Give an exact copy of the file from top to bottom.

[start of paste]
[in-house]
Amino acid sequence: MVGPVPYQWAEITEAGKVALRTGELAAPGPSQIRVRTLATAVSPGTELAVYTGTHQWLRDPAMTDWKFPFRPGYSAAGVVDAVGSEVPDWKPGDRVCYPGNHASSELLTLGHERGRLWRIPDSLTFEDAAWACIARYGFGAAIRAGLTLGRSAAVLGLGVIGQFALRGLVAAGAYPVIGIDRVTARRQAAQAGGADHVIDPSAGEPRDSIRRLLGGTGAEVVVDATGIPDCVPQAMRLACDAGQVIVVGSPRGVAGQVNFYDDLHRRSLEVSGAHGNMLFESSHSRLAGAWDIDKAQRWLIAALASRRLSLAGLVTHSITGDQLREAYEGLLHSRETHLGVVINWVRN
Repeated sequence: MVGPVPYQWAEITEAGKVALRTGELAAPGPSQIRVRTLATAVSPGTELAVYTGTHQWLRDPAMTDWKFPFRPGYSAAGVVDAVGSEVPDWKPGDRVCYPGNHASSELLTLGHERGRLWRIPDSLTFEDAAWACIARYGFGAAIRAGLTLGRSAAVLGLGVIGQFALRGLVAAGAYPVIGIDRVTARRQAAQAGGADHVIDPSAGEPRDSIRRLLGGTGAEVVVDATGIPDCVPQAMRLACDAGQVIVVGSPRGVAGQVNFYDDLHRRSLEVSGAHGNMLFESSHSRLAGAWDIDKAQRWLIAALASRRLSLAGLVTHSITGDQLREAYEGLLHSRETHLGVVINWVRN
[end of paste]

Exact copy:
[in-house]
Amino acid sequence: MVGPVPYQWAEITEAGKVALRTGELAAPGPSQIRVRTLATAVSPGTELAVYTGTHQWLRDPAMTDWKFPFRPGYSAAGVVDAVGSEVPDWKPGDRVCYPGNHASSELLTLGHERGRLWRIPDSLTFEDAAWACIARYGFGAAIRAGLTLGRSAAVLGLGVIGQFALRGLVAAGAYPVIGIDRVTARRQAAQAGGADHVIDPSAGEPRDSIRRLLGGTGAEVVVDATGIPDCVPQAMRLACDAGQVIVVGSPRGVAGQVNFYDDLHRRSLEVSGAHGNMLFESSHSRLAGAWDIDKAQRWLIAALASRRLSLAGLVTHSITGDQLREAYEGLLHSRETHLGVVINWVRN
Repeated sequence: MVGPVPYQWAEITEAGKVALRTGELAAPGPSQIRVRTLATAVSPGTELAVYTGTHQWLRDPAMTDWKFPFRPGYSAAGVVDAVGSEVPDWKPGDRVCYPGNHASSELLTLGHERGRLWRIPDSLTFEDAAWACIARYGFGAAIRAGLTLGRSAAVLGLGVIGQFALRGLVAAGAYPVIGIDRVTARRQAAQAGGADHVIDPSAGEPRDSIRRLLGGTGAEVVVDATGIPDCVPQAMRLACDAGQVIVVGSPRGVAGQVNFYDDLHRRSLEVSGAHGNMLFESSHSRLAGAWDIDKAQRWLIAALASRRLSLAGLVTHSITGDQLREAYEGLLHSRETHLGVVINWVRN